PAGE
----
Who do you think is financing these spyware/adware companies? You'd be surprised. Ben Edelman, a leading critic of spyware, has published an article that shows you the names of the companies who advertise with spyware/adware developers. These companies are just as culpable as the spyware/adware developers themselves. Why? Because without their money adware/spyware would not be the billion-dollar business it is. We invite you to see the major companies who are supporting spyware/adware companies by buying advertising from them. Perhaps a boycott of these products would get the attention of the national press? Please read Ben Edelman's excellent expose' by clicking here.

Microsoft's latest "white paper" which shows how Windows AntiSpyware will define spyware and adware is troubling. According to this white paper, any application which spells out specifically in their Terms of Service, EULA, Terms of Use, or Privacy Policies, exactly what they will do, are not "spyware or adware". It is Microsoft's contention that any program which displays advertising "within the context of the program" is not adware. Apparently, even if these ads are based on the URLs you visit.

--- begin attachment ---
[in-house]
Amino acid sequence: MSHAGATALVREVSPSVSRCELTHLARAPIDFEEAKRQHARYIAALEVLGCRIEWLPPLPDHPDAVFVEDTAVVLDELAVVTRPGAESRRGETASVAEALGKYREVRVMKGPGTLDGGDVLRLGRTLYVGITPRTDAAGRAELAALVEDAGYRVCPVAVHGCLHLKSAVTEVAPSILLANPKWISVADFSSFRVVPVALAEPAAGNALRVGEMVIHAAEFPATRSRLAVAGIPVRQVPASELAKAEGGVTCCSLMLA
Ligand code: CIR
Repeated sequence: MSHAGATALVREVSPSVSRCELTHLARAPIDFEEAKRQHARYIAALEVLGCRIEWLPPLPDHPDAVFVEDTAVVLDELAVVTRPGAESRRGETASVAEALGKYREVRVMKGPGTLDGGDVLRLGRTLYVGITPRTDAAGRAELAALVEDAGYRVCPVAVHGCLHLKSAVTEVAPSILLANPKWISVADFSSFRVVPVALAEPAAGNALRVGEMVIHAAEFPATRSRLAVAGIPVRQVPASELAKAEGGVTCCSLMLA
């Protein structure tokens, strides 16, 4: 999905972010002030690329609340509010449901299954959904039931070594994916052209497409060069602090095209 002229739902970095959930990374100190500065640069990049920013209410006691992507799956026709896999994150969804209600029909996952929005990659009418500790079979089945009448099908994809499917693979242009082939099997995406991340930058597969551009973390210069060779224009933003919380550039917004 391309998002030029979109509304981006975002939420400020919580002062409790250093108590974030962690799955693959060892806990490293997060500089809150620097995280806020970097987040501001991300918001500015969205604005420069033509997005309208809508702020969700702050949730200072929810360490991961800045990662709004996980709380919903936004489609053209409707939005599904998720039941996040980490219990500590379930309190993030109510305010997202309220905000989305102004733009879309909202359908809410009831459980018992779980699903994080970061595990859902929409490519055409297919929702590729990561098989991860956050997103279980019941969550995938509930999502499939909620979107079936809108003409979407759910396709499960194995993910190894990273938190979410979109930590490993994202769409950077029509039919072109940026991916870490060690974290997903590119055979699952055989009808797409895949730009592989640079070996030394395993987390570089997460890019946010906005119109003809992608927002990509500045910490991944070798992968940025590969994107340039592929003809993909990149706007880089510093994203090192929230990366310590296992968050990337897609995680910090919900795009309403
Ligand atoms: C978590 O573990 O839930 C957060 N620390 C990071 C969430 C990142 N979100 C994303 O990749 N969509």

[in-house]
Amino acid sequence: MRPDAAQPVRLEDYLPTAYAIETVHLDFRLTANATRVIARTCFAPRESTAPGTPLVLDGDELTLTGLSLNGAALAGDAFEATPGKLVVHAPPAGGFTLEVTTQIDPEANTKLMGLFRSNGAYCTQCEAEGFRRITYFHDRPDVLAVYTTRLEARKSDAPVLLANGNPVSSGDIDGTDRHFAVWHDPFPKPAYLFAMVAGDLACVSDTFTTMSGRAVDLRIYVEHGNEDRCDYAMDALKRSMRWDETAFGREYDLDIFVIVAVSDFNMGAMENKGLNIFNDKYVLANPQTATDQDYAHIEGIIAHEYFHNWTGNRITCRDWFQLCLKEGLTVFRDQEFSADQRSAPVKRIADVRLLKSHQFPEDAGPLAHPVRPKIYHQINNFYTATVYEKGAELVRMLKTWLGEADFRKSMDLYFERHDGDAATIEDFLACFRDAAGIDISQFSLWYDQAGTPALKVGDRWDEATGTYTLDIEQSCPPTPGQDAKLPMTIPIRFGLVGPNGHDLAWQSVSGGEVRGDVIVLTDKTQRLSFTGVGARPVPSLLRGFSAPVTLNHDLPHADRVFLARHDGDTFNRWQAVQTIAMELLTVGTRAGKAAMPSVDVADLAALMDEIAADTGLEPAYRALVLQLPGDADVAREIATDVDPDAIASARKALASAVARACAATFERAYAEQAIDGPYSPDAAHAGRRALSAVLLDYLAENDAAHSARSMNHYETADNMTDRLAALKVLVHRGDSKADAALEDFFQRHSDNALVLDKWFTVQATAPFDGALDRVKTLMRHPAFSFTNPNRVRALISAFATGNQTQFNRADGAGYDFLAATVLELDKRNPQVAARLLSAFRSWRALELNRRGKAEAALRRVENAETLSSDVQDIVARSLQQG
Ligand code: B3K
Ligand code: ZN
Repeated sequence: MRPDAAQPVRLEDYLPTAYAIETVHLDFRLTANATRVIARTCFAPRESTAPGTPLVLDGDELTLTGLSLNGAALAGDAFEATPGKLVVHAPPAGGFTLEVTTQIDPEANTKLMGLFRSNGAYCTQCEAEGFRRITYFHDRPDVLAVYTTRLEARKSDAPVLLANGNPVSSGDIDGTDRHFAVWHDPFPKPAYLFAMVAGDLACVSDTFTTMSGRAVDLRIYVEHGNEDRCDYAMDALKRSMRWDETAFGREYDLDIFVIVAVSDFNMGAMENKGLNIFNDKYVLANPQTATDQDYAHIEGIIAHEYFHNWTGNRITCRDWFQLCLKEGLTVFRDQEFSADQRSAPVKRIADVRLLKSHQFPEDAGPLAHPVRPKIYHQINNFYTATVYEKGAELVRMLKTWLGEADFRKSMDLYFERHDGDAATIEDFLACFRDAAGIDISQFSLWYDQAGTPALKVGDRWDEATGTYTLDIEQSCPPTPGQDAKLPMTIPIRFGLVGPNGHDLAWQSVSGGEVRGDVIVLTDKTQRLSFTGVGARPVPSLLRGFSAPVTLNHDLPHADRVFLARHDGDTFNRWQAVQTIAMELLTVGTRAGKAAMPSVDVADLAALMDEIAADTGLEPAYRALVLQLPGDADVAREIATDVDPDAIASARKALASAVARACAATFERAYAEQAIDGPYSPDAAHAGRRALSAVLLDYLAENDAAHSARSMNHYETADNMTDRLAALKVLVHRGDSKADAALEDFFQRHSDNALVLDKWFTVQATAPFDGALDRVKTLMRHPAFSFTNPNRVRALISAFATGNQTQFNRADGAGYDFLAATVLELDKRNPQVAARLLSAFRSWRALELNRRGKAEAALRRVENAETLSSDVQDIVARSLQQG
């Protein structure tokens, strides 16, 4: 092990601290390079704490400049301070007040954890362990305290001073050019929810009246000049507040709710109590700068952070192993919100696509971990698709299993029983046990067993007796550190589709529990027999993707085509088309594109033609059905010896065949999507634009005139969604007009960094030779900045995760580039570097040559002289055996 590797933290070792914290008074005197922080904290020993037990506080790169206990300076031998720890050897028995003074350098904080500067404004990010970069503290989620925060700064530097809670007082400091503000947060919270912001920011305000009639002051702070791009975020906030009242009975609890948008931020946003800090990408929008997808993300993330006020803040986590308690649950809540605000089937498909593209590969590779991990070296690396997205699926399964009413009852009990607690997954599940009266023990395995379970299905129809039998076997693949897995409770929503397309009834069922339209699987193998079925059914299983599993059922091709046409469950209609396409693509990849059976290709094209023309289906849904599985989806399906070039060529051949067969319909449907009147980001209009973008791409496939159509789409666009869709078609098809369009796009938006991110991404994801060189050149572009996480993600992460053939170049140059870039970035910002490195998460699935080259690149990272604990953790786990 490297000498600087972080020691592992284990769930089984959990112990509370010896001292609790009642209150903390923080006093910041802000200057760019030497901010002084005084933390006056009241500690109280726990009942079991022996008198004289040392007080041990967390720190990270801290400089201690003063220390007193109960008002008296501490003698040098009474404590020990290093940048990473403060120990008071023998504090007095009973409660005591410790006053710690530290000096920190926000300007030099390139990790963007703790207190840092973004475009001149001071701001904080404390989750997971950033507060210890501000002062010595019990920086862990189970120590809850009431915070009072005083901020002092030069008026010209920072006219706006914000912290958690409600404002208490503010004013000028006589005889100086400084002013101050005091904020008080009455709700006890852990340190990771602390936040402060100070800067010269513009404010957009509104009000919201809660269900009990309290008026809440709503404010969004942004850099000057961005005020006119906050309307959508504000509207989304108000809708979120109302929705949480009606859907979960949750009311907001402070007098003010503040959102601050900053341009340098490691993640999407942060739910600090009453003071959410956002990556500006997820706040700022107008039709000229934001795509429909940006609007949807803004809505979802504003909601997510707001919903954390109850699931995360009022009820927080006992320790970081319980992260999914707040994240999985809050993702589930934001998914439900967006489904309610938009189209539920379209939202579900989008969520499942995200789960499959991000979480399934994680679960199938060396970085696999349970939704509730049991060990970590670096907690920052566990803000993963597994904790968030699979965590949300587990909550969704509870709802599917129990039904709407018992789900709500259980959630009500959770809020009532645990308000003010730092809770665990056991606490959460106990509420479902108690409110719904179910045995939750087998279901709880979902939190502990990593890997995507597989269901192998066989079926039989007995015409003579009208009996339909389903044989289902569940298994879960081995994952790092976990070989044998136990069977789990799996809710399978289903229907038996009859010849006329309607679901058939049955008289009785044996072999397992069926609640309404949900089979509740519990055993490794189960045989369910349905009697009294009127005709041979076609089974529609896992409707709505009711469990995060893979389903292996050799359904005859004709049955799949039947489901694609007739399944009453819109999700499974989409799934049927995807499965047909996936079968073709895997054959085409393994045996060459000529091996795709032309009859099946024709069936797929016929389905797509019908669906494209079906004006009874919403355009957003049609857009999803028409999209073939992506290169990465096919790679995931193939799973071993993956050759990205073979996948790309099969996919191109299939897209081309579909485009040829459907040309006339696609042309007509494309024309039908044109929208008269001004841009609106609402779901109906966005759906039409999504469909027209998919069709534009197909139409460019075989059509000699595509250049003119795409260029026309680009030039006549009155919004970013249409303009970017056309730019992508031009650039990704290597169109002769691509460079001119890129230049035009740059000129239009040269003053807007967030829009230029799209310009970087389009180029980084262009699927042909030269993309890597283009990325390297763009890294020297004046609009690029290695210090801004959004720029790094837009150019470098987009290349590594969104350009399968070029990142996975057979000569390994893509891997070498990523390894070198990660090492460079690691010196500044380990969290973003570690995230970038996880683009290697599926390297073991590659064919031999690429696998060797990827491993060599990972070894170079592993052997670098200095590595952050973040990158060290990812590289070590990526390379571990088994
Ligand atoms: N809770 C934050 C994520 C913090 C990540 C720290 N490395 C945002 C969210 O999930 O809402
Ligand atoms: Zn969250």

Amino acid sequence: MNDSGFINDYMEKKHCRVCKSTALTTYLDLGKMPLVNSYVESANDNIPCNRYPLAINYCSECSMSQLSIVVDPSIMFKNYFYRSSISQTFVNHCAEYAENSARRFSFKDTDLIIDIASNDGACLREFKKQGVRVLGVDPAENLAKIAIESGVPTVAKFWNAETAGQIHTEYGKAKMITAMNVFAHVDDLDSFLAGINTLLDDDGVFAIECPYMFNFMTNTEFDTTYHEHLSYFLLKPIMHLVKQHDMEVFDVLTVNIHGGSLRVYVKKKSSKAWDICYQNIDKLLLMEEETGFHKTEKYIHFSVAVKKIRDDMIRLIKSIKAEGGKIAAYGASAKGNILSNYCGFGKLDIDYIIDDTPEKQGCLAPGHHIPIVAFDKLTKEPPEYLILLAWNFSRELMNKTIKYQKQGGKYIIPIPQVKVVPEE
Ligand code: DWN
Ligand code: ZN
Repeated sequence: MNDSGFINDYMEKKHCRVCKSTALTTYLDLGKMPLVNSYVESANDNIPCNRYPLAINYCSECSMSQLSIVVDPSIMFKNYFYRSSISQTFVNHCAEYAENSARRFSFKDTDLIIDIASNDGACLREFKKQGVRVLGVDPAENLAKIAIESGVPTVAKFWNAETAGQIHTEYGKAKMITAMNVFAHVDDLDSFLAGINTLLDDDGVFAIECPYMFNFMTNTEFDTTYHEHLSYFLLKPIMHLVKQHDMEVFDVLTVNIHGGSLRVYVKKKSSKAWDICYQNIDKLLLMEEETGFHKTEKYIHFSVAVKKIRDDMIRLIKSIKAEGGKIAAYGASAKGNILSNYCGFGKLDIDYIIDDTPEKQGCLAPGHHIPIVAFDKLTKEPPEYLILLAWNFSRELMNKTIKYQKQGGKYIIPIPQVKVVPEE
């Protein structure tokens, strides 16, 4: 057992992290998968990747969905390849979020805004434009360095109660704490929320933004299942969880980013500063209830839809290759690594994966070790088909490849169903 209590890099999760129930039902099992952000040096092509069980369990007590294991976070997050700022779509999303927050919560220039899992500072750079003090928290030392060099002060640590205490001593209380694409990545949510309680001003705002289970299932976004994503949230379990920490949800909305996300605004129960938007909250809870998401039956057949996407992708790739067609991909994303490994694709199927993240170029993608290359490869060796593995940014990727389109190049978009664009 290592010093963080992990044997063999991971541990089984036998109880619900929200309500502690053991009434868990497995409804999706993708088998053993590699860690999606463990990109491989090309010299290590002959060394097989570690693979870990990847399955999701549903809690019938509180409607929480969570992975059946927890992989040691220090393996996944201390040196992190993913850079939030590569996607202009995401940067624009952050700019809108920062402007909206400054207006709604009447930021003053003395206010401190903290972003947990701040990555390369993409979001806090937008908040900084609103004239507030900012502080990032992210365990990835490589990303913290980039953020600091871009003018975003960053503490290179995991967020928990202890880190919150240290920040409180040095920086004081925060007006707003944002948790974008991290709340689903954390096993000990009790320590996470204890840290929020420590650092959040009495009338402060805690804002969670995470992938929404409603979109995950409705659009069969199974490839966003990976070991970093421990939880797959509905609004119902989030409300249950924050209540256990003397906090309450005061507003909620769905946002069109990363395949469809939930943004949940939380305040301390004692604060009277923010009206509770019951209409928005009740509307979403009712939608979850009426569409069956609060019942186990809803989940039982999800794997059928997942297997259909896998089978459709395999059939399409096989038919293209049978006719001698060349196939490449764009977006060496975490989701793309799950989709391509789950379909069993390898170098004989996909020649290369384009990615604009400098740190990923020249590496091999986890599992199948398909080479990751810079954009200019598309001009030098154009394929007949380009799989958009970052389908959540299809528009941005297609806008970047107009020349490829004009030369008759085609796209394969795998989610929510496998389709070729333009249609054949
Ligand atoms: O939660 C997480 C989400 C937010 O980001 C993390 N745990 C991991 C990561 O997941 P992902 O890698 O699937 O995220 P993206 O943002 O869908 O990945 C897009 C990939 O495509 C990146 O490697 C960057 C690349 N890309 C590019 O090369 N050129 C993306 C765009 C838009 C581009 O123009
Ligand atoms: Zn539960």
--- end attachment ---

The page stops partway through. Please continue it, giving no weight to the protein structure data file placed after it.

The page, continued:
So, does this mean that adware/spyware companies who spell out in the EULAs, that by installing their applications they can do anything they want and will be protected from being identified as spyware, adware, or malware? It seems this is the trend and, if so, it is ludicrous. Just because someone tells you up front their going to be a thief in the night, does not make it right. EULAs of spyware, adware, and malware companies tend to be extremely long, written in difficult terms, and so full of legal-speak that most will never read them. And, if they did, how many would understand the implications of what they agree to simply by installing the program?  This is dishonest, intentionally deceptive, and puts you, your children, and your investment in you computer at risk.